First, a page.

Laura Holland: Hello, I’m Laura Holland. I’m the disability attorney here at Gardberg & Kemmerly in Mobile, Alabama, and I want to talk a little bit today about age determination and why age matters when you’re applying for Social Security Disability. With Social Security, they use tables of medical-vocational rules to decide whether your physical impairment claims should be allowed or denied, basically granted or denied, based on a combination of how much work you can do, your age, your education and your work experience. What I’m going to focus on today is how age impacts that decision.
Laura Holland: Age is broken down into four categories for Social Security Disability. The first is 18 to 49, that’s the younger individual age category. 50 to 54 is the category that they call closely approaching advanced age. 55 to 59 is the category they call advanced age, and then 60 or older is what they call closely approaching retirement age, whatever retirement age may be for you. The ages have changed; it varies between 65 and 67 at this point.
Laura Holland: The higher age category that you go into, it changes a little bit how they look at what you’re able to do as far as your past work. The more restrictions you have at any particular age, the greater chance is that you will be found disabled. For example, a 50 year old, if the judge finds that this person is limited to sedentary work, would only be able to do a sit-down job. If all of their past work was light work, then they would be considered disabled, because at 50 you can’t make that transition into sedentary work if all you’ve ever done is something like a light job where you’re on your feet all day or having to lift and carry greater than 20 pounds.
Laura Holland: But another example, on the other side of that same coin really, a 25 year old, if they’re limited to sedentary work and all of their work has been light in the past, you will not be granted benefits because you were in that 18 to 49 age category. If you were in that age category, you can only really be granted benefits if they find that you’re not able to do any type of work at all on a full-time sustained basis. So that 18 to 49 age category, that is the toughest age category, but it’s by no means impossible to be granted benefits at that age. It just changes the way that the judges look at things changes as you enter into each higher age category.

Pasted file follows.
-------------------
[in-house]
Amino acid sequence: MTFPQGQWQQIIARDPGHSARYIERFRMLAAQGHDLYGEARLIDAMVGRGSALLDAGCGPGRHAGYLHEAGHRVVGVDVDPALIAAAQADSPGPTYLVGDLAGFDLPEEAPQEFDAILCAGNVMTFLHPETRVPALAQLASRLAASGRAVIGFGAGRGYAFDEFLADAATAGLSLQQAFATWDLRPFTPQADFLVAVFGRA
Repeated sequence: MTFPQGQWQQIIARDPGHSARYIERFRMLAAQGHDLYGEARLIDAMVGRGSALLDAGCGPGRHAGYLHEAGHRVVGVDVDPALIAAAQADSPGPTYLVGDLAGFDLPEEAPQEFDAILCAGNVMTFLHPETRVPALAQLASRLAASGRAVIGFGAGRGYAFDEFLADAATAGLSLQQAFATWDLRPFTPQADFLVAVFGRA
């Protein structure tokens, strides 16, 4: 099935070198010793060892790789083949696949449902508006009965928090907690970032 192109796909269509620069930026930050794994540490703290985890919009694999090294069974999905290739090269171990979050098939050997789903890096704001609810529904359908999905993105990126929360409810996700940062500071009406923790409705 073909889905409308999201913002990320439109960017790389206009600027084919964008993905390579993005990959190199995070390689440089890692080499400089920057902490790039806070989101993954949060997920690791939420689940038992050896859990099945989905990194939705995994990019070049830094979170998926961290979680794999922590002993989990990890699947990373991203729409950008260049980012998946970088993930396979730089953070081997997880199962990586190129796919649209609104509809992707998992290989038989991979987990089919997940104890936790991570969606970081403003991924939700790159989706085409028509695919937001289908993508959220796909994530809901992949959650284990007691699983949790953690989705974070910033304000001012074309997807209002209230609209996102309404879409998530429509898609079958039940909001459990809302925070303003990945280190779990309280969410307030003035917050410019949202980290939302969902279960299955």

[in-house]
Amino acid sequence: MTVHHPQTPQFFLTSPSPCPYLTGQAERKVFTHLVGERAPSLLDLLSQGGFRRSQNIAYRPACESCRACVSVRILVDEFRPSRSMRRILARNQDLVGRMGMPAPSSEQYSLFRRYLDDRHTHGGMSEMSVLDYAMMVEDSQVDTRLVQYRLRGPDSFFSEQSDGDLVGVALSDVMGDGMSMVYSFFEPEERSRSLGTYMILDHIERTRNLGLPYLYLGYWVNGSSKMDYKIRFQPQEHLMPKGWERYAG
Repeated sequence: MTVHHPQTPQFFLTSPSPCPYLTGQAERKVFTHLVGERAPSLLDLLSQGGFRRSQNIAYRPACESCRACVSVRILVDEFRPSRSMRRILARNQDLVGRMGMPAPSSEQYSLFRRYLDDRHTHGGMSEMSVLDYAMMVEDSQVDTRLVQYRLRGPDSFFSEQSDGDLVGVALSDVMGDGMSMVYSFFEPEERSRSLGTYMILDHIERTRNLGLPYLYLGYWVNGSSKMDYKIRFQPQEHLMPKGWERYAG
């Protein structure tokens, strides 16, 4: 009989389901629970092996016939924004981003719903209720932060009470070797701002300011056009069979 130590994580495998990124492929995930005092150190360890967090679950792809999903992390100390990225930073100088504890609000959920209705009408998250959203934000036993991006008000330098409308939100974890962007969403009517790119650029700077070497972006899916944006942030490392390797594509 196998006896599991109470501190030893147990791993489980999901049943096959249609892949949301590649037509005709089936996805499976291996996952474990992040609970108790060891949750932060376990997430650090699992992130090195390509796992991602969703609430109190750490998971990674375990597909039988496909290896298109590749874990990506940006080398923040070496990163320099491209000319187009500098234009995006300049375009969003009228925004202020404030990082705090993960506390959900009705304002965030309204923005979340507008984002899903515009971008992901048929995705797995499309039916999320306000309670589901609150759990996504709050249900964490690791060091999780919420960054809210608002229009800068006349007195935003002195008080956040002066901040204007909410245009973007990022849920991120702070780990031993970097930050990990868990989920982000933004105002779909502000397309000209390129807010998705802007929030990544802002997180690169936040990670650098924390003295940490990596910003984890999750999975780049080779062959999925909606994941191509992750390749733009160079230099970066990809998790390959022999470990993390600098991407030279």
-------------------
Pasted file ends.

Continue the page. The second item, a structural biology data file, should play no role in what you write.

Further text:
Laura Holland: Really, the limitation of less than sedentary, if you were at any age level, you’re going to be granted your benefits if they find you can’t do any type of work on a full-time sustained basis. But really what the point of what I’m talking about today is age and how those categories, the 18 to 49, 50 to 54, 55 to 59, and 60 and older, the barrier gets lower. The barrier breaks down a little bit as you move into each age category. So just know that that is something that the judges are looking at. That’s something that the Disability Determination Service is looking at. They’re looking at your age. They’re also looking at what type of work you did in the past. They look at all of those things together to figure out how those limitations, your physical limitations would affect you in going back to your previous work or doing any other type of work.
Laura Holland: Another note that I would like to make is just, if you are less than six months from your next birthday, say you are 54-1/2, the judge may look at that and may go ahead and say, “Well, you’re close enough to 55 that we can look at it as if you’re 55 right now.” That doesn’t always happen, but that is something to keep in mind. If you’re within six months of that next age category, the judge or the disability determination service may just kind of move you into that category and say that you’re close enough and apply those rules in that way. But age does matter as far as Social Security is concerned, and just be aware of those age categories and know that it does get, things do change as you move into the age categories.
Laura Holland: If you’ve been denied and you’re 54, don’t be discouraged to file again. Because once you hit 55, you’re in a different age category. They may be looking at your clients completely differently. So just keep that in mind as you go through the Social Security process, as you decide whether you want to go through the Social Security Disability process. Can always contact us and ask us questions here at Gardberg & Kemmerly. Our phone number is (251) 343-1111, or you can go onto our website at GardbergLaw.com. Thank you.